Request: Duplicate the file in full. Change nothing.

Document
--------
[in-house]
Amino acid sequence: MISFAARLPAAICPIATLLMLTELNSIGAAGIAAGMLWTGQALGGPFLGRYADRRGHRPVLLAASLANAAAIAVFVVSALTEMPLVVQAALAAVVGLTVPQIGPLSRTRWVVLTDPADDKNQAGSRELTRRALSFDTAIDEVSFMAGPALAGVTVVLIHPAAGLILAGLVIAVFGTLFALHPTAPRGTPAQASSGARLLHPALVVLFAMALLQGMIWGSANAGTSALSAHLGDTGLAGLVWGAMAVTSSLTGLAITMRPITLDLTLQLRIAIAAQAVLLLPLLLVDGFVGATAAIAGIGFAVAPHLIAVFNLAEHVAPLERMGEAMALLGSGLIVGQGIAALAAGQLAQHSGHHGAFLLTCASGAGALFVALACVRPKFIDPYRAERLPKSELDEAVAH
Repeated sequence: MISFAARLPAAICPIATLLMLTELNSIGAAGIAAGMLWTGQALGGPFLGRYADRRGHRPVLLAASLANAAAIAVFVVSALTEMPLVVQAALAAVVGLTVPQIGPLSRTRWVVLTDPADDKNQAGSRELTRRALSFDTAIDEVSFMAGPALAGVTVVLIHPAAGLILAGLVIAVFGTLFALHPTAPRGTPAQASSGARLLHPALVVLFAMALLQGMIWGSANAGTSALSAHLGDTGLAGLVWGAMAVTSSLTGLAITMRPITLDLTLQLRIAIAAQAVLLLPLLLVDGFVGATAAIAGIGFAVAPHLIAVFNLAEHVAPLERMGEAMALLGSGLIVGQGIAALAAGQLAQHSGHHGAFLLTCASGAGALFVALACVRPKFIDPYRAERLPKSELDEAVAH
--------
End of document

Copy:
[in-house]
Amino acid sequence: MISFAARLPAAICPIATLLMLTELNSIGAAGIAAGMLWTGQALGGPFLGRYADRRGHRPVLLAASLANAAAIAVFVVSALTEMPLVVQAALAAVVGLTVPQIGPLSRTRWVVLTDPADDKNQAGSRELTRRALSFDTAIDEVSFMAGPALAGVTVVLIHPAAGLILAGLVIAVFGTLFALHPTAPRGTPAQASSGARLLHPALVVLFAMALLQGMIWGSANAGTSALSAHLGDTGLAGLVWGAMAVTSSLTGLAITMRPITLDLTLQLRIAIAAQAVLLLPLLLVDGFVGATAAIAGIGFAVAPHLIAVFNLAEHVAPLERMGEAMALLGSGLIVGQGIAALAAGQLAQHSGHHGAFLLTCASGAGALFVALACVRPKFIDPYRAERLPKSELDEAVAH
Repeated sequence: MISFAARLPAAICPIATLLMLTELNSIGAAGIAAGMLWTGQALGGPFLGRYADRRGHRPVLLAASLANAAAIAVFVVSALTEMPLVVQAALAAVVGLTVPQIGPLSRTRWVVLTDPADDKNQAGSRELTRRALSFDTAIDEVSFMAGPALAGVTVVLIHPAAGLILAGLVIAVFGTLFALHPTAPRGTPAQASSGARLLHPALVVLFAMALLQGMIWGSANAGTSALSAHLGDTGLAGLVWGAMAVTSSLTGLAITMRPITLDLTLQLRIAIAAQAVLLLPLLLVDGFVGATAAIAGIGFAVAPHLIAVFNLAEHVAPLERMGEAMALLGSGLIVGQGIAALAAGQLAQHSGHHGAFLLTCASGAGALFVALACVRPKFIDPYRAERLPKSELDEAVAH